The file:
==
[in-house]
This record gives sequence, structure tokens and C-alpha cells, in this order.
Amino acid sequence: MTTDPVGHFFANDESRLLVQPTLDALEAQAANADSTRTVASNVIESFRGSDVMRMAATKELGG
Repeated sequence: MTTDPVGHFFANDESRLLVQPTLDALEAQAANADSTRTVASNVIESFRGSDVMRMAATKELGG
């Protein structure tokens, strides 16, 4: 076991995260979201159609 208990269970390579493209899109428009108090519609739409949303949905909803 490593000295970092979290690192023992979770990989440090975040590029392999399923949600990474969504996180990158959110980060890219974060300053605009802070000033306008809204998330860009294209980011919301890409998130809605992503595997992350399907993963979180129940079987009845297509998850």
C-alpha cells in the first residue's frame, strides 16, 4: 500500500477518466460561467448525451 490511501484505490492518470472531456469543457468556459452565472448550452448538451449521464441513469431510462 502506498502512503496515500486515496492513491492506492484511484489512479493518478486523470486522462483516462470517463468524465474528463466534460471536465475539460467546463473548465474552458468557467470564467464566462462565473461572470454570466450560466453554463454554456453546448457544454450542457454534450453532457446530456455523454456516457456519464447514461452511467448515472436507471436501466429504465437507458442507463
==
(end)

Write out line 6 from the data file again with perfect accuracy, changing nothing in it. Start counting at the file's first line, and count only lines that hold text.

C-alpha cells in the first residue's frame, strides 16, 4: 500500500477518466460561467448525451 490511501484505490492518470472531456469543457468556459452565472448550452448538451449521464441513469431510462 502506498502512503496515500486515496492513491492506492484511484489512479493518478486523470486522462483516462470517463468524465474528463466534460471536465475539460467546463473548465474552458468557467470564467464566462462565473461572470454570466450560466453554463454554456453546448457544454450542457454534450453532457446530456455523454456516457456519464447514461452511467448515472436507471436501466429504465437507458442507463